Is Food Irradiation the answer to reducing risk of illness from E. coli ?

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For years, the phrase "Food Irradiation" left many consumers running for the hills ... or at least for the closest organic-certified farm. Now, in the wake of an E.coli outbreak and the largest beef recall in Canadian history ... an old idea is being reconsidered. We're weighing the case for food irradiation.



Is Food Irradiation the answer to reducing risk of illness from E. coli ?

The processing plant at the centre of the largest meat recall in Canadian history could be up and running again by the end of this week.

The company - XL - had its license was revoked after beef contaminated with E.coli was linked to the plant. In all, 1,800 products -- more than 1.5 million pounds of beef -- have been recalled. The outbreak caused anger, fear and demands for change. One suggested change is to irradiate beef and other meat products to reduce the risk of illnesses.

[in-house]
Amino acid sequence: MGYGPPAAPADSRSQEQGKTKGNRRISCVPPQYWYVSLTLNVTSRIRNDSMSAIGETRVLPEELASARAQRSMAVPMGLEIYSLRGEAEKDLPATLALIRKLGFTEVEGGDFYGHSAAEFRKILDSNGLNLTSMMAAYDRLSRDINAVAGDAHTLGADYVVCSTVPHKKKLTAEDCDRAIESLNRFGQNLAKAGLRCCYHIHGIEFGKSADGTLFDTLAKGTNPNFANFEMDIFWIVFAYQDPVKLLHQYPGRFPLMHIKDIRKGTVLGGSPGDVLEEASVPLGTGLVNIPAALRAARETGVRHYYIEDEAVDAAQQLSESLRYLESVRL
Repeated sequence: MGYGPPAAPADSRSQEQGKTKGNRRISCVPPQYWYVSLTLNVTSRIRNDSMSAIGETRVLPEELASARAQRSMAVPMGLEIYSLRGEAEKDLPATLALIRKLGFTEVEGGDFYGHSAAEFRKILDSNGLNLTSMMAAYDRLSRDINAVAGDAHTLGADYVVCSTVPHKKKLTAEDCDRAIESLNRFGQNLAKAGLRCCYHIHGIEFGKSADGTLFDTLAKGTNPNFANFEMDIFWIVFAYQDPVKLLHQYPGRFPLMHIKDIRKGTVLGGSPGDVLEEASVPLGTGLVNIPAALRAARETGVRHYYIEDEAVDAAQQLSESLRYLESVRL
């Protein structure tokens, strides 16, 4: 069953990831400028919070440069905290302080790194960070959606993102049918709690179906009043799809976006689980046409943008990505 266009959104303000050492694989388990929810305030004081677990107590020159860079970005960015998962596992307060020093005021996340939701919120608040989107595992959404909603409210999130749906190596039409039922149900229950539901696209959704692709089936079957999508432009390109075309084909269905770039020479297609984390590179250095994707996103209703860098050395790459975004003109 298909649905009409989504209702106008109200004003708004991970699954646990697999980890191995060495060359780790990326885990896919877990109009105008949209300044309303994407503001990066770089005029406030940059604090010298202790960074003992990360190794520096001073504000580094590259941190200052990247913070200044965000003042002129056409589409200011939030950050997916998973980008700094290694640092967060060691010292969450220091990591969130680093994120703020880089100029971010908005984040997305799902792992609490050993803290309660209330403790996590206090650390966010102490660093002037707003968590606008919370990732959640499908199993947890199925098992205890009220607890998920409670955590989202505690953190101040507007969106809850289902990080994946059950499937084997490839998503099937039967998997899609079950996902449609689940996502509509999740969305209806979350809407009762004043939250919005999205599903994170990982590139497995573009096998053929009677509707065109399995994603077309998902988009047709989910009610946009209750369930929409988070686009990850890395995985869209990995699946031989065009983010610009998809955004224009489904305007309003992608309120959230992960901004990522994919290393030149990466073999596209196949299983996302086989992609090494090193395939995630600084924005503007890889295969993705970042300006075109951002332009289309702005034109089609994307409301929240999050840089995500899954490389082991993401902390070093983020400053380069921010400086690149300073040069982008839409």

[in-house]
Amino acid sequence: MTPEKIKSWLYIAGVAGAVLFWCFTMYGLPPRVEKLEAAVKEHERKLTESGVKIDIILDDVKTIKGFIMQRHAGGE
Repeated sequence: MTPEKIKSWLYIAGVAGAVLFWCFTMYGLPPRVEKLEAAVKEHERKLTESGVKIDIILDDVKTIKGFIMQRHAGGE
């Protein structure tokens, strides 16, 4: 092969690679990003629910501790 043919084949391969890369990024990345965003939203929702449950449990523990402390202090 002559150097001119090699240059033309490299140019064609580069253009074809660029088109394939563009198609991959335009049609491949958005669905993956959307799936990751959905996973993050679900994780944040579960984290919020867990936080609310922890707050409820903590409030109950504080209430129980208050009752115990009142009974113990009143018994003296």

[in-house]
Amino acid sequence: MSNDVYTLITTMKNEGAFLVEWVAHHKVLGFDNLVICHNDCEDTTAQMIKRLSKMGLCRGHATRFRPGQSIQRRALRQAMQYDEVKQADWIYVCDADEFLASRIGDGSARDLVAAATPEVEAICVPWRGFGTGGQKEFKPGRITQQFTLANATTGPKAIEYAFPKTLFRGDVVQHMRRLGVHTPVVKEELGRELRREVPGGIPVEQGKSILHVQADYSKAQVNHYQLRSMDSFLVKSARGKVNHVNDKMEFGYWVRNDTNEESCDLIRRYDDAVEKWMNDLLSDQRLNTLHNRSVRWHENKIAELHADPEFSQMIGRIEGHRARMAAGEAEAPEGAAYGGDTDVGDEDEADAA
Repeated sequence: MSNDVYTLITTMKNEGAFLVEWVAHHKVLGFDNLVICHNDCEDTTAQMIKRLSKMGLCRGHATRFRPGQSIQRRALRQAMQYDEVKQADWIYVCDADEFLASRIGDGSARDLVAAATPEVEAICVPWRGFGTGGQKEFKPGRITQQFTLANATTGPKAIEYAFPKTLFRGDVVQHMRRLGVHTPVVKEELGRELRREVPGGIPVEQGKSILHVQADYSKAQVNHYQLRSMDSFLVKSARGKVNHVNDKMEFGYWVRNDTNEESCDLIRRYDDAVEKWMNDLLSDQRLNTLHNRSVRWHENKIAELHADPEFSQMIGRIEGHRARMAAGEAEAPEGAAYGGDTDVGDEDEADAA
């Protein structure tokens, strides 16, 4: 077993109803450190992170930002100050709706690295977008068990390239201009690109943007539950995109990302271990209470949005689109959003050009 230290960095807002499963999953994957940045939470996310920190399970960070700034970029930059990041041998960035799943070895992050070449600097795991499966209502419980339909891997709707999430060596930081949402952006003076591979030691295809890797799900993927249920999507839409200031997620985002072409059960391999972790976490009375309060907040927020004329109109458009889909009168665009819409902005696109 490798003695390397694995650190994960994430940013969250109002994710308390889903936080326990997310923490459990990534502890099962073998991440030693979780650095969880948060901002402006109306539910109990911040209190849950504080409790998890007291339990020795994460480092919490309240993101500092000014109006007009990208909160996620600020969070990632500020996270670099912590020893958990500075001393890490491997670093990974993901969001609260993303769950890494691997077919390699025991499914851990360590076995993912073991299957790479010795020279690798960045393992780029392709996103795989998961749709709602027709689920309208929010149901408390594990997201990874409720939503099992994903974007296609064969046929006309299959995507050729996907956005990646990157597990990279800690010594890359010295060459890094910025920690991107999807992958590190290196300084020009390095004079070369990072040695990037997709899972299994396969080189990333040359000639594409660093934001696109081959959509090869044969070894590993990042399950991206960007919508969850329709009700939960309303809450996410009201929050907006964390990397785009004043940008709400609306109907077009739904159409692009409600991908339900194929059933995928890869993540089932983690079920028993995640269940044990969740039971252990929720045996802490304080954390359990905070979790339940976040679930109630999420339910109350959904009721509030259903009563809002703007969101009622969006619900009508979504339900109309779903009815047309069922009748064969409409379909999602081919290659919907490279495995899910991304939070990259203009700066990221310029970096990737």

Rick Holley thinks its an idea that is long-over due. He teaches in the Department of Food Science at the University of Manitoba in Winnipeg. And Karen Graham is a registered dietitian who has done a lot of work on food irradiation and she has some concerns about the idea. She was in Portage la Prairie, Manitoba. Anna Maria spoke with them yesterday.

This segment was produced by The Current's Gord Westmacott.


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U.S. Voter ID laws: Suppressing the vote or curbing voter fraud?

Developing the oilsands: Former Suncor CEO Rick George

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